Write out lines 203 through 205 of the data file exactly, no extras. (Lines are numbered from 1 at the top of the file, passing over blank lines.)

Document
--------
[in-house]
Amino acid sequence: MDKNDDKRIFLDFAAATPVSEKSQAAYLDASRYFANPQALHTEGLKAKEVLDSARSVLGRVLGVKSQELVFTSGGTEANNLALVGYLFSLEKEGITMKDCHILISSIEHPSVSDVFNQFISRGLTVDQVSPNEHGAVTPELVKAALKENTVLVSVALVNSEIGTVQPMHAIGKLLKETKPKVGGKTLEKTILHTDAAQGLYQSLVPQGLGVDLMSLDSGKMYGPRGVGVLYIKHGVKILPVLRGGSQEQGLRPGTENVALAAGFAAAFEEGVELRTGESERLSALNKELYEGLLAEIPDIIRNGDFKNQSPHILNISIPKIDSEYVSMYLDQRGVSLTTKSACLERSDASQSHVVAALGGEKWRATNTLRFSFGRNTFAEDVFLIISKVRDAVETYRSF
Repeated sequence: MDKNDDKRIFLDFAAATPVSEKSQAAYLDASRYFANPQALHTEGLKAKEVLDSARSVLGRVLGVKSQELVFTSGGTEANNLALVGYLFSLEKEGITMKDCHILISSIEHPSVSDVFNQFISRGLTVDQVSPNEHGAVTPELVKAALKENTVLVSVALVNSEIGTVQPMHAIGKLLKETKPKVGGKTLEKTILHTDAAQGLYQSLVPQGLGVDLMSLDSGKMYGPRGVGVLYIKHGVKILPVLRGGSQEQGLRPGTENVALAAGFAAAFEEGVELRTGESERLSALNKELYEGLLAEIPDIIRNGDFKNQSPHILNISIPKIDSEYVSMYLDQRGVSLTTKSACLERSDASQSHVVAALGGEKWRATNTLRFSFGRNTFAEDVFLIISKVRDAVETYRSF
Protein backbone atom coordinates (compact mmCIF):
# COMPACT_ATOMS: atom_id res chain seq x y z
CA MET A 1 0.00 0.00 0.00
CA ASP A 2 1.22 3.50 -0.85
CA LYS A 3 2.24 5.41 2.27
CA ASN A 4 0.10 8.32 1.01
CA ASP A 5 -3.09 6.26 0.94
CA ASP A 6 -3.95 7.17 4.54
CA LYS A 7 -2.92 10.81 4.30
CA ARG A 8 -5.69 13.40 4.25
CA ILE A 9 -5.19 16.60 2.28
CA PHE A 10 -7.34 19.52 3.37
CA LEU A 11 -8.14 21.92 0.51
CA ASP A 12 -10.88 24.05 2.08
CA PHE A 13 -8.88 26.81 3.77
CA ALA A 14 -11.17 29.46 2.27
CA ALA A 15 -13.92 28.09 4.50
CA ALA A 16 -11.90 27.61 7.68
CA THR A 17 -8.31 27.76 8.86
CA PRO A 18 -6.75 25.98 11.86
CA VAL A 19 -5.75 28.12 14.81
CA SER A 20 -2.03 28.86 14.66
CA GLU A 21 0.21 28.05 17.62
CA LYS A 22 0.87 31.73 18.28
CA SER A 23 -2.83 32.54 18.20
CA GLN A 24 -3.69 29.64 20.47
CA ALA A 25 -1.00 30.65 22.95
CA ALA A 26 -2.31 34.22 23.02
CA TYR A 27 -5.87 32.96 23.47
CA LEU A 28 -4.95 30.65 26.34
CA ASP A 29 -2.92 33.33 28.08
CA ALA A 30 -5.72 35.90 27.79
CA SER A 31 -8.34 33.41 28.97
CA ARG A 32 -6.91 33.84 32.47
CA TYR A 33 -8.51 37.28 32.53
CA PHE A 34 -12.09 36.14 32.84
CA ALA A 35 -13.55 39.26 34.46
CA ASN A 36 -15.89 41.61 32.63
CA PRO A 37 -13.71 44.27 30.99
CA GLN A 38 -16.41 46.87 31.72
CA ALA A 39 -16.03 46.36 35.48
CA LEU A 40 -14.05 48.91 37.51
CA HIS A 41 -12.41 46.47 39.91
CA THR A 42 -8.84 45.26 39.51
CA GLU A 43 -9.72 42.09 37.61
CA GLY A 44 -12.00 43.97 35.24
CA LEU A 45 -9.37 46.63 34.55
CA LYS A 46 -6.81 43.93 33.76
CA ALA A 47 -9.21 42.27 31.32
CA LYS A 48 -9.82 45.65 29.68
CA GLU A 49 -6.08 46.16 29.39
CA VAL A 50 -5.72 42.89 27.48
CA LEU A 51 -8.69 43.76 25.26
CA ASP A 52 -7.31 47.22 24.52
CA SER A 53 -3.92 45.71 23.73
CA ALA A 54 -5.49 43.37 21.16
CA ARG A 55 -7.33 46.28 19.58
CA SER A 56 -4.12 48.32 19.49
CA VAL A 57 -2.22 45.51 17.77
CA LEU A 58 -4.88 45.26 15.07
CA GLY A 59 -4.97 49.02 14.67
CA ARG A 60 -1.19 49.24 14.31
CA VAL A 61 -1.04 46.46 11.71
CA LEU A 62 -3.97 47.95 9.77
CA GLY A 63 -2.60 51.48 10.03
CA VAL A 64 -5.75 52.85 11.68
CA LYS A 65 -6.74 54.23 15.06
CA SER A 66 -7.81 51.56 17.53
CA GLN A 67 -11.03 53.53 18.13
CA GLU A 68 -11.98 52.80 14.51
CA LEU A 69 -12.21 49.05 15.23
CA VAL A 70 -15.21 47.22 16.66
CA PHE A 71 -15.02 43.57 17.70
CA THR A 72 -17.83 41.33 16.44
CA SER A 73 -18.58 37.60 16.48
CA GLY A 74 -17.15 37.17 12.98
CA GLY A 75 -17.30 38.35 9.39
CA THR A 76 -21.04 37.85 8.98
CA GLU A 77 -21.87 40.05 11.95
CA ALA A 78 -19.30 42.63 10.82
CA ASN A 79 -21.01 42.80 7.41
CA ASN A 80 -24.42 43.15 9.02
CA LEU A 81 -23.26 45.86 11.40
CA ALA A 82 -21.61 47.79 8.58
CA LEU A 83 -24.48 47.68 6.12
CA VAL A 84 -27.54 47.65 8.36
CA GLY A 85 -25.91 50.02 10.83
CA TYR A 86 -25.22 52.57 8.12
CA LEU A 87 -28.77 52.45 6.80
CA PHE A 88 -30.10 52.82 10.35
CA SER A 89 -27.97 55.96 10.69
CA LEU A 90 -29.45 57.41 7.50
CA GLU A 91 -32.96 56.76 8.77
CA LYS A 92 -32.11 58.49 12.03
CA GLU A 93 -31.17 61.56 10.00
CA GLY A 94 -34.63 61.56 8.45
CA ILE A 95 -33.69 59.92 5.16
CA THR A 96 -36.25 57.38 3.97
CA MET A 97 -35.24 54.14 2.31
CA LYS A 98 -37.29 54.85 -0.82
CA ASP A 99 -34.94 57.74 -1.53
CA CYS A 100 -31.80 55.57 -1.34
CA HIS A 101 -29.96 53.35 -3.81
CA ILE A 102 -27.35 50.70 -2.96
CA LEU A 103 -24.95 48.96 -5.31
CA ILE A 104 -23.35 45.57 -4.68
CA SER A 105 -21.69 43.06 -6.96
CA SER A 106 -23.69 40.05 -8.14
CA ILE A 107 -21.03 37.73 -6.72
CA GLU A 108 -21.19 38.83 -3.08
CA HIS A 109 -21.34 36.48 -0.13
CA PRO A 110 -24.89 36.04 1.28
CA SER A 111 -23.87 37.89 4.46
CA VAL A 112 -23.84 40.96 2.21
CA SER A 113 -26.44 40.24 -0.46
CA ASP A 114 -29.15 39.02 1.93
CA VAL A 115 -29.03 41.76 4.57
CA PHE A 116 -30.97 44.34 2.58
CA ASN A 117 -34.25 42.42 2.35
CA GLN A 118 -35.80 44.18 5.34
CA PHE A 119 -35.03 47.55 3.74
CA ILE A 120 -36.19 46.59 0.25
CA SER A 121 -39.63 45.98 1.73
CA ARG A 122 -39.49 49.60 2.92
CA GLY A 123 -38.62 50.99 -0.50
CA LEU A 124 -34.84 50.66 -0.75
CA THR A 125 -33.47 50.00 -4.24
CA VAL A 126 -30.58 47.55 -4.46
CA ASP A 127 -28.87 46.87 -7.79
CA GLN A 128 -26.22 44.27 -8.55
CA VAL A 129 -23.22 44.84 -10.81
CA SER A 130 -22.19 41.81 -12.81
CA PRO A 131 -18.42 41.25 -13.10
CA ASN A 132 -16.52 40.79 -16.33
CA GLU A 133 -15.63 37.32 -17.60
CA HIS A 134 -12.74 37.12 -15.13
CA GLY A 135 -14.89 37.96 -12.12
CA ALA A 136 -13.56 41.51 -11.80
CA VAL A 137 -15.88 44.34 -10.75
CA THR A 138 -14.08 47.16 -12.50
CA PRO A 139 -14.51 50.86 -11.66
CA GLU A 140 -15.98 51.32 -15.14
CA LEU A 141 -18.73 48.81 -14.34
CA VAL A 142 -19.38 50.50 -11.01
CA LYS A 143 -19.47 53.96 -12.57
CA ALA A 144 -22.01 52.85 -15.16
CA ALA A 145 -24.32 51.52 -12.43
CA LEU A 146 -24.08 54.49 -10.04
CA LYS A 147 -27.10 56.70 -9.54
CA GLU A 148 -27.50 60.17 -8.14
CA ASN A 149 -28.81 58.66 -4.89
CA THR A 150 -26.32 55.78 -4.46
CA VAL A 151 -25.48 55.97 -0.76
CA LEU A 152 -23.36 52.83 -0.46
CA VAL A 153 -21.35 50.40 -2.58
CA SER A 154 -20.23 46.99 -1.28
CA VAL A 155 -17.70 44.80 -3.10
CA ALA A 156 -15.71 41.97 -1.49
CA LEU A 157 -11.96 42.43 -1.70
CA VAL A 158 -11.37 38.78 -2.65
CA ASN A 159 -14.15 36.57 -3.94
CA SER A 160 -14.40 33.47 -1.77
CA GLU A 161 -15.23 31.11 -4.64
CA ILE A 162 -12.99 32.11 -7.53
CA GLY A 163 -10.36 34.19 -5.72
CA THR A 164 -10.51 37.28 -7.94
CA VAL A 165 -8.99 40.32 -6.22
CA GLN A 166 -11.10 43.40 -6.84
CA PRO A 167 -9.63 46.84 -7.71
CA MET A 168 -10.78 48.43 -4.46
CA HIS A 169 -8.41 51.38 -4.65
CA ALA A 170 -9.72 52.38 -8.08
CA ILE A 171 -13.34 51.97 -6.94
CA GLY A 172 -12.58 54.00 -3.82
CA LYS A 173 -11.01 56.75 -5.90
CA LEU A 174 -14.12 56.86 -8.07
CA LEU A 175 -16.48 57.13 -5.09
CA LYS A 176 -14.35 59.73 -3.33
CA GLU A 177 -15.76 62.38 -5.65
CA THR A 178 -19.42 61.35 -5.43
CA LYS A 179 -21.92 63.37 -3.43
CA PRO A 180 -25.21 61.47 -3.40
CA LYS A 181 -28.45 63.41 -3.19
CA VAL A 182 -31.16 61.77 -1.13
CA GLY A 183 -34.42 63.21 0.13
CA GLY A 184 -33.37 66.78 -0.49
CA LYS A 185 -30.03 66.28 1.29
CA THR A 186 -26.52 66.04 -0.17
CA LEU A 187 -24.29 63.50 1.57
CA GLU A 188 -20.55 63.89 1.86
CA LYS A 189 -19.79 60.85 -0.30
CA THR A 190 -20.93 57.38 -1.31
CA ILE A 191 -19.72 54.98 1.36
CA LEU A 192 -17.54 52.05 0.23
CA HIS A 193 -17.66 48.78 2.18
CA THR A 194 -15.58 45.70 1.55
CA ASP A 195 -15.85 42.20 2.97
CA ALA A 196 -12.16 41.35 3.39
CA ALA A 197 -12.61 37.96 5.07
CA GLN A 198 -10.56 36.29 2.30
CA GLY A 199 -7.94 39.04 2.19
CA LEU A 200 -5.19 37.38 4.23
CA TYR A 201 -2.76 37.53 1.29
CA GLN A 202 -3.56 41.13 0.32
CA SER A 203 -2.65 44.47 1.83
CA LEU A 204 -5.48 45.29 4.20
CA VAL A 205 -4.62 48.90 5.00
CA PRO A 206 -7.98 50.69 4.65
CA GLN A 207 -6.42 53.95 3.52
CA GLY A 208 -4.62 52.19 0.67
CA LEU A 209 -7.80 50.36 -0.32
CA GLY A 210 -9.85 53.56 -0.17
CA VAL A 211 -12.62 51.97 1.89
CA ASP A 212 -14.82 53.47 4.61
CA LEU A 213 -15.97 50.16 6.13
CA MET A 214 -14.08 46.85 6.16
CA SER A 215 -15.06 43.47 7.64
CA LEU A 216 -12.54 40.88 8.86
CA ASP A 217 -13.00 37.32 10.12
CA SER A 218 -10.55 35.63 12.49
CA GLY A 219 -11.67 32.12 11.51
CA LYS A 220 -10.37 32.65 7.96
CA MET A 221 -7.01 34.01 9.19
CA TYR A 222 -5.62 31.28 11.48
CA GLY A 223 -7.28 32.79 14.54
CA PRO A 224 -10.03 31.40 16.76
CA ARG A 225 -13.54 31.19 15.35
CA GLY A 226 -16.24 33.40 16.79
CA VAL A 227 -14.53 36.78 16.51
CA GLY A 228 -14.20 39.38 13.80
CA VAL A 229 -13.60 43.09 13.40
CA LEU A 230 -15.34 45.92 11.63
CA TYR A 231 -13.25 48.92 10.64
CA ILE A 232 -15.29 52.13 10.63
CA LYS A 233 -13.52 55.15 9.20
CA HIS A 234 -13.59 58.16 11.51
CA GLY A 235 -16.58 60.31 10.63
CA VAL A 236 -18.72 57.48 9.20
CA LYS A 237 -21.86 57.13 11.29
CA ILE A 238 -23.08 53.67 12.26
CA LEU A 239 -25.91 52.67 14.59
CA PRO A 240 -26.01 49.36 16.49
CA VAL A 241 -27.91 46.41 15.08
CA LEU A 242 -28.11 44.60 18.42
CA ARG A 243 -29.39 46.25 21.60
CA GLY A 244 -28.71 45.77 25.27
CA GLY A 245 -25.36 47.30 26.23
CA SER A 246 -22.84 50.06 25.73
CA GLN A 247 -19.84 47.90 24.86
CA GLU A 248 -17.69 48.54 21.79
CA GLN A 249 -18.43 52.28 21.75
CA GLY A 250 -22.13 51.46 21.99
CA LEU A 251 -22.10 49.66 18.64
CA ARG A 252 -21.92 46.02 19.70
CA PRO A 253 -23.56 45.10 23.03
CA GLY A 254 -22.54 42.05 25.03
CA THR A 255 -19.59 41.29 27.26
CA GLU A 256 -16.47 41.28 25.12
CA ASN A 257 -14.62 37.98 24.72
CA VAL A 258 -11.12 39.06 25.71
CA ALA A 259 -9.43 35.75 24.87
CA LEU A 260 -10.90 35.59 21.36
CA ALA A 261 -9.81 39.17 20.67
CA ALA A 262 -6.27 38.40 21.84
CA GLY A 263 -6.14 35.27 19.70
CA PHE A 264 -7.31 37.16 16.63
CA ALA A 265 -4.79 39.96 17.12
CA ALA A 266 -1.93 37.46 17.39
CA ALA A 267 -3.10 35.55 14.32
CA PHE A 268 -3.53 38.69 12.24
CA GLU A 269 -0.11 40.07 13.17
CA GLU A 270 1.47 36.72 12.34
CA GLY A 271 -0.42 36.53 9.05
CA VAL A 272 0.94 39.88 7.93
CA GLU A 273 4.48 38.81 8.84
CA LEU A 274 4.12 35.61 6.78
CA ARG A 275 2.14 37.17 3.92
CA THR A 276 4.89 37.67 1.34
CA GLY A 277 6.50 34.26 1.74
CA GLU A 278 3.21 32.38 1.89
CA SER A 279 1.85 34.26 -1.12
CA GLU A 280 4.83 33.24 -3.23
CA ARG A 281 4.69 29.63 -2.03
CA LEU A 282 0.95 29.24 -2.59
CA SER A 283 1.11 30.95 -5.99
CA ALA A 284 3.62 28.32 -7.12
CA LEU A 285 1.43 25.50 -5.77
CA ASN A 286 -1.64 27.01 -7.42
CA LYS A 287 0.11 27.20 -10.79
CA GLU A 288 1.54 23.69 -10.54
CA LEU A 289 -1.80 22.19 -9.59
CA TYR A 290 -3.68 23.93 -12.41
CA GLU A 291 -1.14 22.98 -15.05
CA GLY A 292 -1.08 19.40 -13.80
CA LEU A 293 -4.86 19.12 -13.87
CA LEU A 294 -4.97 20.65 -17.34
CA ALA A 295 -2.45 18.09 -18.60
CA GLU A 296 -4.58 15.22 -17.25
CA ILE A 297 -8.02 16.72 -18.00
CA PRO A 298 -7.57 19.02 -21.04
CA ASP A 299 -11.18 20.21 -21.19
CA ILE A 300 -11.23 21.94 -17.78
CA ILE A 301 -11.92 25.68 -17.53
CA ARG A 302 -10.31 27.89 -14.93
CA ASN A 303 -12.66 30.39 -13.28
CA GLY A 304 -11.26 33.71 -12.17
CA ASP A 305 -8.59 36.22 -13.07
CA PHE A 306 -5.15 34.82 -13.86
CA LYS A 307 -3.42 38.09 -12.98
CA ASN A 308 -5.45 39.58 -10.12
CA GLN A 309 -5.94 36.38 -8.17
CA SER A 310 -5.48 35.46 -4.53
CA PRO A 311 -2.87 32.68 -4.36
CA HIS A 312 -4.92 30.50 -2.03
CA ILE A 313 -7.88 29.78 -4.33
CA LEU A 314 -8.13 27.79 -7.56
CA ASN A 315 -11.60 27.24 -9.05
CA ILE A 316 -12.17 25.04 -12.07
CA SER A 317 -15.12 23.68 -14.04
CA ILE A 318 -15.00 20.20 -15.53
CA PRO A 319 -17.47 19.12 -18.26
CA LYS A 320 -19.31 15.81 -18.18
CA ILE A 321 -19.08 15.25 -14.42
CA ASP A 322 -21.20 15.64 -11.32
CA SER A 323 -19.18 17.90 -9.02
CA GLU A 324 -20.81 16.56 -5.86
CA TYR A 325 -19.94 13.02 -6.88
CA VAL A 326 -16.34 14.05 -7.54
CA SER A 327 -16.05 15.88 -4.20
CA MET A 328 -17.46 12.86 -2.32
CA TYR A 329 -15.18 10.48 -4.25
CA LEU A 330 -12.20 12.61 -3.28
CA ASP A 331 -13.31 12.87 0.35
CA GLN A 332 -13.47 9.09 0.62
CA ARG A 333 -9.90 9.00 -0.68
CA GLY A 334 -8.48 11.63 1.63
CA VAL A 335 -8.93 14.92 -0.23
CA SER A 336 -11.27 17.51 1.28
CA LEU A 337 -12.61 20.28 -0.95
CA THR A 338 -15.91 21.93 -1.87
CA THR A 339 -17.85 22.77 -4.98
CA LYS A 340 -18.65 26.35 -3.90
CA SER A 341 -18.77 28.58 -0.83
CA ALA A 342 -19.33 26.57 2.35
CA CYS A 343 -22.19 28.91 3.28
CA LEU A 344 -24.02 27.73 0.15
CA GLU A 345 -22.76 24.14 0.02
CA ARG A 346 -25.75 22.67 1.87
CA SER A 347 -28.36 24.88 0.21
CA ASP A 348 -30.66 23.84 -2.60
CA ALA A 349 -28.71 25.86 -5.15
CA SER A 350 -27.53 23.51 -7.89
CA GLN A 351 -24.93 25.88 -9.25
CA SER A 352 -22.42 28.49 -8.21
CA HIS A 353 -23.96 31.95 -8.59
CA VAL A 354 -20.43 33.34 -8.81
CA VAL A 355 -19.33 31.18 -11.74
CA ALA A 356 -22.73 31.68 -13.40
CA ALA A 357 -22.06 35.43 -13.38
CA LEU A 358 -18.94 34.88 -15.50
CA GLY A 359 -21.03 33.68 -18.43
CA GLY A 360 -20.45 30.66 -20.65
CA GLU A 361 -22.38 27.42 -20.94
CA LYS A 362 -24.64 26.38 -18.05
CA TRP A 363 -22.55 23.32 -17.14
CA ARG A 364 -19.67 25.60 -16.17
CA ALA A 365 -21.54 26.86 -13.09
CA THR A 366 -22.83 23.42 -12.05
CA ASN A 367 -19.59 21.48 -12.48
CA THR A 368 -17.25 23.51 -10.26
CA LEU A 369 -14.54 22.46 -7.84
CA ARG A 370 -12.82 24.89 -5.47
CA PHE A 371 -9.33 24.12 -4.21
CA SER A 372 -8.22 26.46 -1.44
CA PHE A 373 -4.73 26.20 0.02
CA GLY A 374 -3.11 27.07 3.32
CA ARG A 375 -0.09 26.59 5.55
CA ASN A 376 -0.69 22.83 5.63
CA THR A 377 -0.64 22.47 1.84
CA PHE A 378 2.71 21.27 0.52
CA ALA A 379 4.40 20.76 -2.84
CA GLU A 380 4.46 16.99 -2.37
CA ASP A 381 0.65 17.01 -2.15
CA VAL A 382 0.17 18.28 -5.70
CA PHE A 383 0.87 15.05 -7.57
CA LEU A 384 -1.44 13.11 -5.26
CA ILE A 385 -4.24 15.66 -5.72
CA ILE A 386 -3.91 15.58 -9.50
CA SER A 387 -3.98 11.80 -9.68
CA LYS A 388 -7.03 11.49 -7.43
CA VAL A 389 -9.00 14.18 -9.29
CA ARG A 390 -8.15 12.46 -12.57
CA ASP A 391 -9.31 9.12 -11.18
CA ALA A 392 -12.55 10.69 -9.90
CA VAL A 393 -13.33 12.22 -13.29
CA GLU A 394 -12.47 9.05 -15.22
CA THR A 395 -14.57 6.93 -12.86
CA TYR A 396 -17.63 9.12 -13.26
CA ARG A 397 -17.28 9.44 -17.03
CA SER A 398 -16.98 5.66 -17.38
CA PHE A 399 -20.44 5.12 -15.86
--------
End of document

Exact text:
CA GLN A 198 -10.56 36.29 2.30
CA GLY A 199 -7.94 39.04 2.19
CA LEU A 200 -5.19 37.38 4.23